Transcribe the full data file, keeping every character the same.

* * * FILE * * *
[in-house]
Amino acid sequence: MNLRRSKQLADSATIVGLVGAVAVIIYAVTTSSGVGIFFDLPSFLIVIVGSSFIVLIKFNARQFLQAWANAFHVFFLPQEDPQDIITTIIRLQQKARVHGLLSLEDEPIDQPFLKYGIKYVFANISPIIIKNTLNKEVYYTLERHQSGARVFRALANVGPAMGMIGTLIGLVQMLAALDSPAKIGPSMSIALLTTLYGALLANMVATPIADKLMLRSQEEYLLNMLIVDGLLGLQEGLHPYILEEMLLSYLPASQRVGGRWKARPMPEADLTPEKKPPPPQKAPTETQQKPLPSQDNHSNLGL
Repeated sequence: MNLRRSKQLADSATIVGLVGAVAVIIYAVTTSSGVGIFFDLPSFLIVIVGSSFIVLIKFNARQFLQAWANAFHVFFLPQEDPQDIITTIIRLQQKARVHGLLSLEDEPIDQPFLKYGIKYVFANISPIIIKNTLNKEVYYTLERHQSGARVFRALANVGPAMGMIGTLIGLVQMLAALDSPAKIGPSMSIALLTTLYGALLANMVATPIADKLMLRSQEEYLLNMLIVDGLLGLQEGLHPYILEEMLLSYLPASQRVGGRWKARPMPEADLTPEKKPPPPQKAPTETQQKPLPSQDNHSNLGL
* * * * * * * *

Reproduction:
[in-house]
Amino acid sequence: MNLRRSKQLADSATIVGLVGAVAVIIYAVTTSSGVGIFFDLPSFLIVIVGSSFIVLIKFNARQFLQAWANAFHVFFLPQEDPQDIITTIIRLQQKARVHGLLSLEDEPIDQPFLKYGIKYVFANISPIIIKNTLNKEVYYTLERHQSGARVFRALANVGPAMGMIGTLIGLVQMLAALDSPAKIGPSMSIALLTTLYGALLANMVATPIADKLMLRSQEEYLLNMLIVDGLLGLQEGLHPYILEEMLLSYLPASQRVGGRWKARPMPEADLTPEKKPPPPQKAPTETQQKPLPSQDNHSNLGL
Repeated sequence: MNLRRSKQLADSATIVGLVGAVAVIIYAVTTSSGVGIFFDLPSFLIVIVGSSFIVLIKFNARQFLQAWANAFHVFFLPQEDPQDIITTIIRLQQKARVHGLLSLEDEPIDQPFLKYGIKYVFANISPIIIKNTLNKEVYYTLERHQSGARVFRALANVGPAMGMIGTLIGLVQMLAALDSPAKIGPSMSIALLTTLYGALLANMVATPIADKLMLRSQEEYLLNMLIVDGLLGLQEGLHPYILEEMLLSYLPASQRVGGRWKARPMPEADLTPEKKPPPPQKAPTETQQKPLPSQDNHSNLGL